mediated by a lipoic acid cofactor that is reduced in
the course of the reaction. The cofactor subsequently is
reoxidized by E3, allowing the reaction cycle to continue.
In addition to its catalytic function, the E2 enzyme
forms the structural core of the PDH complex, and in
the mammalian enzyme, 60 subunits are arranged as a
dodecahedron to which the other subunits are attached.7 Each E2 molecule has two lipoyl domains in
which a lipoic acid cofactor is attached to a lysine residue, as well as a catalytic domain and binding domains for other subunits. In addition to the E1, E2,
and E3 enzymes, the complex also contains the E3
binding protein (E3BP) and specific PDH kinase and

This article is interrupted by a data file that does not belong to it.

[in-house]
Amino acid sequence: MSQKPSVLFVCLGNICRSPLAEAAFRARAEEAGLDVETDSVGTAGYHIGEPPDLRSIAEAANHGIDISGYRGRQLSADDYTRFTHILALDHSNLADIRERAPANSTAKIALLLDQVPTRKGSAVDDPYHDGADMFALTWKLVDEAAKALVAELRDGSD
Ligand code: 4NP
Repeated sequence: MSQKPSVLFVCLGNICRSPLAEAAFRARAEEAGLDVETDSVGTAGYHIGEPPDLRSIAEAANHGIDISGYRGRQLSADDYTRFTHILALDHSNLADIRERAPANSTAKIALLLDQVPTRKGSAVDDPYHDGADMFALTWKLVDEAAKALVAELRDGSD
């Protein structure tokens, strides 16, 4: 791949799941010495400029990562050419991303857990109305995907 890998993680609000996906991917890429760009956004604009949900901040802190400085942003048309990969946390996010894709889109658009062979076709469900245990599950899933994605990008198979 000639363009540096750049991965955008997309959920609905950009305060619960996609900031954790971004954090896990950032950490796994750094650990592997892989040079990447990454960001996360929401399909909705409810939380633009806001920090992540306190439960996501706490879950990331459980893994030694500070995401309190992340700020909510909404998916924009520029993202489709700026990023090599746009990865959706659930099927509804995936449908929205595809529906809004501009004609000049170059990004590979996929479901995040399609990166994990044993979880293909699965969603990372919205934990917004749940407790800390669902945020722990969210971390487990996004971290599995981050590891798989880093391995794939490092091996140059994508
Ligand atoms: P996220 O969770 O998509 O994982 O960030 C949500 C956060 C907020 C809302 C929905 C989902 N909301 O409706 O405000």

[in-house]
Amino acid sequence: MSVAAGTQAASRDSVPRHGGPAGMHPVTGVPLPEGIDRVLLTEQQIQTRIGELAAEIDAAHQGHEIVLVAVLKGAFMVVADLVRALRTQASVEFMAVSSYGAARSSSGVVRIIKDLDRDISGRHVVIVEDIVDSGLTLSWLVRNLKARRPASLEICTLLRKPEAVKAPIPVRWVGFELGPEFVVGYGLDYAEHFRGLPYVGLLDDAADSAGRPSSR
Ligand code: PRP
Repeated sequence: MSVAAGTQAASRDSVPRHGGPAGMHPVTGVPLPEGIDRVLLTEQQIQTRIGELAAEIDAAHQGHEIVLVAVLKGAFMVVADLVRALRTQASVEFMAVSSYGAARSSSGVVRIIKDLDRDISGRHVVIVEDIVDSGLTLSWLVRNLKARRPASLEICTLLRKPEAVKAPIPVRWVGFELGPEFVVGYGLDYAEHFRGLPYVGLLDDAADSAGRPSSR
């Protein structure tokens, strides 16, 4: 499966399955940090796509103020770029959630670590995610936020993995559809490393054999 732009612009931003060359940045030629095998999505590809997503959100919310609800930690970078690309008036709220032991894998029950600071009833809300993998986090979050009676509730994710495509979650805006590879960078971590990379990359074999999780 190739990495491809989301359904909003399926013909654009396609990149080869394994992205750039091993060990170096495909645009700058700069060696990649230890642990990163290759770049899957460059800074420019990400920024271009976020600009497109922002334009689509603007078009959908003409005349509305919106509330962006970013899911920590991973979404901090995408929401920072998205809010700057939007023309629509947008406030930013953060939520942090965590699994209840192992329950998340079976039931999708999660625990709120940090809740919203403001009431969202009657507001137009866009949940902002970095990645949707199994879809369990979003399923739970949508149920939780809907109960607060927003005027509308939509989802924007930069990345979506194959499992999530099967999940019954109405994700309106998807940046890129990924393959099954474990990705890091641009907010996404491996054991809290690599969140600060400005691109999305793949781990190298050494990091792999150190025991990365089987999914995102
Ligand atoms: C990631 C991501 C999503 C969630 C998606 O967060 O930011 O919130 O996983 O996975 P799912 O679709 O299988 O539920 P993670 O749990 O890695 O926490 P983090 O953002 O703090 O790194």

phosphatase enzymes that regulate the activity of the
complex through phosphorylation and dephosphorylation of serine residues on the E1␣ subunit.6
From the 1Genetics Unit, Department of Biochemistry, University
of Oxford, Oxford; 2Institute of Child Health, University College
London, London, United Kingdom; and 3Department of Paediatric
Neurology, Children’s University Hospital, Dublin, Ireland.
Published online Jul 27, 2005, in Wiley InterScience
(www.interscience.wiley.com). DOI: 10.1002/ana.20550
Received Feb 23, 2005, and in revised form May 11. Accepted for
publication May 21, 2005.
234
Address correspondence to Dr Brown, Genetics Unit, Department
of Biochemistry, University of Oxford, South Parks Road, Oxford,
OX1 3QU, United Kingdom. E-mail: garry.brown@bioch.ox.ac.uk
© 2005 American Neurological Association